It used to be that when someone asked what industry our media organization covered and I responded “supply chain,” I would get an uncomprehending blank stare in return. Most folks had never heard of supply chain and just assumed the products that they buy every day somehow magically appear in their favorite stores.
In some ways, that should be a compliment, similar to a baseball umpire being unnoticed in a game because they have done a good job of making calls accurately. Supply chains were humming along prior to the pandemic. No one took notice.
However, if someone asks me that same question today, everyone understands what I mean by supply chain, and their affirmative nod is often followed up with a question about why this or that product is now in short supply.
Our supply chains are out of sync, which is the appropriate title of this year’s “State of Logistics Report,” authored by global management consulting firm Kearney for the Council of Supply Chain Management Professionals (CSCMP) and presented by logistics service provider Penske Logistics. The report provides an in-depth view of the logistics industry within the United States and its impact on the world economy.
The 33rd edition of this annual report reflects on the state of the industry during the past year and serves as the jumping off point for CSCMP’s Supply Chain Quarterly’s own annual State of Logistics issue.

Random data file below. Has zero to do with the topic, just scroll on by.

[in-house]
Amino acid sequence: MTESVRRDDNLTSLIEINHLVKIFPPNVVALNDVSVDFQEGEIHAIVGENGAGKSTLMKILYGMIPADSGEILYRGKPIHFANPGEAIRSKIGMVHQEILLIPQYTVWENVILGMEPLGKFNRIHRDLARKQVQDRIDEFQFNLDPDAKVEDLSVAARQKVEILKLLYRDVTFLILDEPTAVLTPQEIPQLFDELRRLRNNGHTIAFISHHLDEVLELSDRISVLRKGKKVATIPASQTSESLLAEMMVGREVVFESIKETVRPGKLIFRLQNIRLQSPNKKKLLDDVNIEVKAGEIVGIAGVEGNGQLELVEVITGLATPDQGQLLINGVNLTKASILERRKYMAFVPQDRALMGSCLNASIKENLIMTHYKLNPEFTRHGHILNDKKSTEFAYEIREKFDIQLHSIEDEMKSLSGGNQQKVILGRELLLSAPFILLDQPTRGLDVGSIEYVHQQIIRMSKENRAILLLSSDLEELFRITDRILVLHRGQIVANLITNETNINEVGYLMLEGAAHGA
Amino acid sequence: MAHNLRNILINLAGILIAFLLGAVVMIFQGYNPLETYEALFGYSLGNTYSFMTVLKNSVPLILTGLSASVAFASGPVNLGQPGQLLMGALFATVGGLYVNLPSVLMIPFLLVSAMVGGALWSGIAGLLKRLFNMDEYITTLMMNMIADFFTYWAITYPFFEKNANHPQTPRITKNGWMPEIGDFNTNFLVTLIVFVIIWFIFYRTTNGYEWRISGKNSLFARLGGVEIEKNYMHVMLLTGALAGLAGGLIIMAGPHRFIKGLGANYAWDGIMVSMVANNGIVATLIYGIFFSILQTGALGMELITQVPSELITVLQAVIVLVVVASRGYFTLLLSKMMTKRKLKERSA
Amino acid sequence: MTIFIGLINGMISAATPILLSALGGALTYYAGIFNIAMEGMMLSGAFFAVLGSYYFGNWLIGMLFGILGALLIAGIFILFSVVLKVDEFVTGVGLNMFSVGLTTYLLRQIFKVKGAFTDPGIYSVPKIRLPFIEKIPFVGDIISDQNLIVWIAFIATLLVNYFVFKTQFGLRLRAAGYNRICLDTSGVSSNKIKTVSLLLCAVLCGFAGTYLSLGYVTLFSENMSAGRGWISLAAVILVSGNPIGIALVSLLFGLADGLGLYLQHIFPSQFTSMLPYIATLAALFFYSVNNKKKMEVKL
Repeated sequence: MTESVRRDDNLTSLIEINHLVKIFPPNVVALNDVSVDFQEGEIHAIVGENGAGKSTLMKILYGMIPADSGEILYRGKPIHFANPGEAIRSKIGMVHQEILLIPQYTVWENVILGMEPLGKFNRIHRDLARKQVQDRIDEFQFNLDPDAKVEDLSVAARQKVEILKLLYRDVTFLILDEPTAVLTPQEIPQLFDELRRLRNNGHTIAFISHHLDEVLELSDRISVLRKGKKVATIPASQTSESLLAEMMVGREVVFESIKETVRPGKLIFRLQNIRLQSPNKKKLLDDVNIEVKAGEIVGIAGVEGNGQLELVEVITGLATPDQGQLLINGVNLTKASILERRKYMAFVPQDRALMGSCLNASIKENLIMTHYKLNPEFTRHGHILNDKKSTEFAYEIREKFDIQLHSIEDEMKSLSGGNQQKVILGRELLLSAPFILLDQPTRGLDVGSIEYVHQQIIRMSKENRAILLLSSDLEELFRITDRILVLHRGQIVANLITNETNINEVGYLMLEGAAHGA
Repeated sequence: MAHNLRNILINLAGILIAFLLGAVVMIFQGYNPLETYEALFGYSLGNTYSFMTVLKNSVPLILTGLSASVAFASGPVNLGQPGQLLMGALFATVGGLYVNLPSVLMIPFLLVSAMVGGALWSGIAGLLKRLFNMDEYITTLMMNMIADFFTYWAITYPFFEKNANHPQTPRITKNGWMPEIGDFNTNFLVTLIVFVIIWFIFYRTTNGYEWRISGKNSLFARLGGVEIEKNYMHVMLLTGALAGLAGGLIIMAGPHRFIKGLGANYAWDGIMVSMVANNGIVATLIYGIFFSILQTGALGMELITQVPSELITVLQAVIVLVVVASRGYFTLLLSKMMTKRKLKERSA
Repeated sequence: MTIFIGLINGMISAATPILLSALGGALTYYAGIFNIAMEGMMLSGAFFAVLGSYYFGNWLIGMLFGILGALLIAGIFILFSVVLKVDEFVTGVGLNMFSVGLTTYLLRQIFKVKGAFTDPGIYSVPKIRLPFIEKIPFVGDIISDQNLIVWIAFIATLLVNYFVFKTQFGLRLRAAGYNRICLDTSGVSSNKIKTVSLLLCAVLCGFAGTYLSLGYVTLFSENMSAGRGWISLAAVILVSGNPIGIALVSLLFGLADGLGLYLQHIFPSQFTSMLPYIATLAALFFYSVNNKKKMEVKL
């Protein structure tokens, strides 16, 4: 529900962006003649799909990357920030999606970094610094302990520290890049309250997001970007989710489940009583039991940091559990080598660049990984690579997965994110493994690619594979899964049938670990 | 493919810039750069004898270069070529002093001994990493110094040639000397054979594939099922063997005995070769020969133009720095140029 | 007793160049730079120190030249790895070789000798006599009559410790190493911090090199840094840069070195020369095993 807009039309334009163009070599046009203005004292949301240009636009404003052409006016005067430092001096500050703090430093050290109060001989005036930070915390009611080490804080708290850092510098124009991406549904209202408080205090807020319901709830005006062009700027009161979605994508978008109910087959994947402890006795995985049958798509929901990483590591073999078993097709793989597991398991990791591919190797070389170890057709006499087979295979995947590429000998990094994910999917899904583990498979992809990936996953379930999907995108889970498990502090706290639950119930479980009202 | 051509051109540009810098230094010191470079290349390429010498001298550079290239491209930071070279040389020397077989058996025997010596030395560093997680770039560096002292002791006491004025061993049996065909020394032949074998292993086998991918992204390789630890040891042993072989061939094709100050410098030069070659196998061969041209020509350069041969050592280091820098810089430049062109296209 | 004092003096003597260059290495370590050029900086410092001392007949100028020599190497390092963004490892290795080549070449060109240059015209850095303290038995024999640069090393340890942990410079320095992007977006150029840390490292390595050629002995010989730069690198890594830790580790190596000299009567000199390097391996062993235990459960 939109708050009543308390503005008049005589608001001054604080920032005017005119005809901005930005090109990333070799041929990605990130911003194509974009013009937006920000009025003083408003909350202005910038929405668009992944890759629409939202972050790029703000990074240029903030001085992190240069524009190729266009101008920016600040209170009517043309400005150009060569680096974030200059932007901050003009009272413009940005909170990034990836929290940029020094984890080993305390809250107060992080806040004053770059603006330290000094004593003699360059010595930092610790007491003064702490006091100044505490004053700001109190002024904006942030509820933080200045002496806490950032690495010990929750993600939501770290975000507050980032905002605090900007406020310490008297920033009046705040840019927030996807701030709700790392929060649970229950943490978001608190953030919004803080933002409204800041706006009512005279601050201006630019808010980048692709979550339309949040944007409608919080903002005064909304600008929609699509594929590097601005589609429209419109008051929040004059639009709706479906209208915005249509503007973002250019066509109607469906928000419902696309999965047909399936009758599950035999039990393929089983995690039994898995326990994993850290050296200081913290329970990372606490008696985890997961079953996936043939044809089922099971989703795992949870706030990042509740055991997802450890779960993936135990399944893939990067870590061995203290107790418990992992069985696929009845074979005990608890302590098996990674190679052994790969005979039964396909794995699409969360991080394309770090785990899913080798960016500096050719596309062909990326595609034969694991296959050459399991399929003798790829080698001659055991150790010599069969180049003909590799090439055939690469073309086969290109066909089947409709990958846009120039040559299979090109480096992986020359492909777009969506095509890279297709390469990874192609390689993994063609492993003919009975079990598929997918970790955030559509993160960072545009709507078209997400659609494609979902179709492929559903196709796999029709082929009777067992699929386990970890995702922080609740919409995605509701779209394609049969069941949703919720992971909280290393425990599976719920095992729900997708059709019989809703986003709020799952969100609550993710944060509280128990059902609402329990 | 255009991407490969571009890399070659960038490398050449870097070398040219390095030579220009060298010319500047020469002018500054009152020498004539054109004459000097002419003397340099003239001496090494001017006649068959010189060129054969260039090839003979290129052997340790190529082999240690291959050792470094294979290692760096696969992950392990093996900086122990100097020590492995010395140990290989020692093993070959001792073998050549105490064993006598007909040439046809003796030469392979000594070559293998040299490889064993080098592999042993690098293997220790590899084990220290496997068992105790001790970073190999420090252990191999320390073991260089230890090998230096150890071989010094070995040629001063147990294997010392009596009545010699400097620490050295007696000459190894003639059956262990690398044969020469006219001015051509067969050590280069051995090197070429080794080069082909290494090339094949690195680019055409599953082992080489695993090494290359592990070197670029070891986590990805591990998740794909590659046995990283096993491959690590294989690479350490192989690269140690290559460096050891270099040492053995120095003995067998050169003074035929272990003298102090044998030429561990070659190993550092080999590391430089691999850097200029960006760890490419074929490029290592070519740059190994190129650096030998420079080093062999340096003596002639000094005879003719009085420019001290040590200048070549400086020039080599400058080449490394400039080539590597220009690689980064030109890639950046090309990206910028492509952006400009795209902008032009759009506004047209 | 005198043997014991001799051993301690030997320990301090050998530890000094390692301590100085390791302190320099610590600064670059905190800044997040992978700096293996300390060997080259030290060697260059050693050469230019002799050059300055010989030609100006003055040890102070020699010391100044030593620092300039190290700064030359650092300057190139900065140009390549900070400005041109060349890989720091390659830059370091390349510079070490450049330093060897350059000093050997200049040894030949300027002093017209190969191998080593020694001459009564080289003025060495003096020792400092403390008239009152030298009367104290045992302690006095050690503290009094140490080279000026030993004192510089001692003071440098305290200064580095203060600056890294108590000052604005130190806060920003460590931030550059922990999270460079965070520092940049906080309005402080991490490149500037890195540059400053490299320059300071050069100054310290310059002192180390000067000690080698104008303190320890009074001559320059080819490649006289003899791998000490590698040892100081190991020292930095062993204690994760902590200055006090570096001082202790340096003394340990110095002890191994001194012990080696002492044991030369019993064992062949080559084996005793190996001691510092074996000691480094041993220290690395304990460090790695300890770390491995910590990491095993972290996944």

Saying our supply chains are currently “out of sync” may actually be putting it mildly. Costs are rising, services often take longer, and capacity is still hard to find for many lanes. Overall, U.S. business logistics costs rose a little more than 22% during the past year. That amounts to $1.85 trillion or 8% of 2021’s U.S. gross domestic product (GDP). This reverses a trend before the pandemic where logistics operations were becoming so efficient that those cost percentages had been moving downward.
The biggest increases were for trucking, as high fuel prices gouged wallets in ways we have not seen for decades. Demand was still high, as companies sought to bring in more inventories to assure they had adequate stock in attempts to reduce well-publicized product shortages. Many shippers found capacity harder to find and when obtained, that capacity was more costly.
Since COVID is not entirely in the rearview mirror yet, it continued to play a significant role during the past year, primarily from long shutdowns at Chinese ports and manufacturing centers. Russia’s invasion of Ukraine has also contributed to supply problems and higher fuel costs.
Beyond the synopsis of the CSCMP report, this special issue of Supply Chain Quarterly also offers expanded coverage from industry experts, who provide their insights into specific supply chain verticals. We deliver this analysis in easily digestible slices of trucking, rail, ocean, air freight, parcel inventory management, warehousing, third-party logistics, and technology.
When we wrote last year’s issue, we had looked forward to a return to a bit of normalcy. Sadly, we are far from it. Hopefully, the insights in this issue will help us get a little closer to being more in sync next year.
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